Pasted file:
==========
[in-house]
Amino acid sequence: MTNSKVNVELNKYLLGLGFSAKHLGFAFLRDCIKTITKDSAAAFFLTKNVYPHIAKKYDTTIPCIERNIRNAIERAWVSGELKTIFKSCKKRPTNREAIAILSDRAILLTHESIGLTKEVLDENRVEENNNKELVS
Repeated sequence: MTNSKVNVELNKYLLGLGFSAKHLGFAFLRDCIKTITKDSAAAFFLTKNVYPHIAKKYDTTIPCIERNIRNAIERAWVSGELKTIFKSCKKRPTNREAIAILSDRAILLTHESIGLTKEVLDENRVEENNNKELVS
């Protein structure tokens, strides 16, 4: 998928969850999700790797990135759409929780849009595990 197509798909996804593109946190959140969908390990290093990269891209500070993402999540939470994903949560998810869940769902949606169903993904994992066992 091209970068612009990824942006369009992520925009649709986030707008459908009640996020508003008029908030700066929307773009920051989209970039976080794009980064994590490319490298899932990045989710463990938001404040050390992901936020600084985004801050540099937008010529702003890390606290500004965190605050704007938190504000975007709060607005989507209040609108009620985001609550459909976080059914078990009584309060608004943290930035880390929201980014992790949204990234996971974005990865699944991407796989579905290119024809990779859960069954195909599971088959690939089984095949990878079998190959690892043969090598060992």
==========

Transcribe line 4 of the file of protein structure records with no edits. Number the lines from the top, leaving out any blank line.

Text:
């Protein structure tokens, strides 16, 4: 998928969850999700790797990135759409929780849009595990 197509798909996804593109946190959140969908390990290093990269891209500070993402999540939470994903949560998810869940769902949606169903993904994992066992 091209970068612009990824942006369009992520925009649709986030707008459908009640996020508003008029908030700066929307773009920051989209970039976080794009980064994590490319490298899932990045989710463990938001404040050390992901936020600084985004801050540099937008010529702003890390606290500004965190605050704007938190504000975007709060607005989507209040609108009620985001609550459909976080059914078990009584309060608004943290930035880390929201980014992790949204990234996971974005990865699944991407796989579905290119024809990779859960069954195909599971088959690939089984095949990878079998190959690892043969090598060992």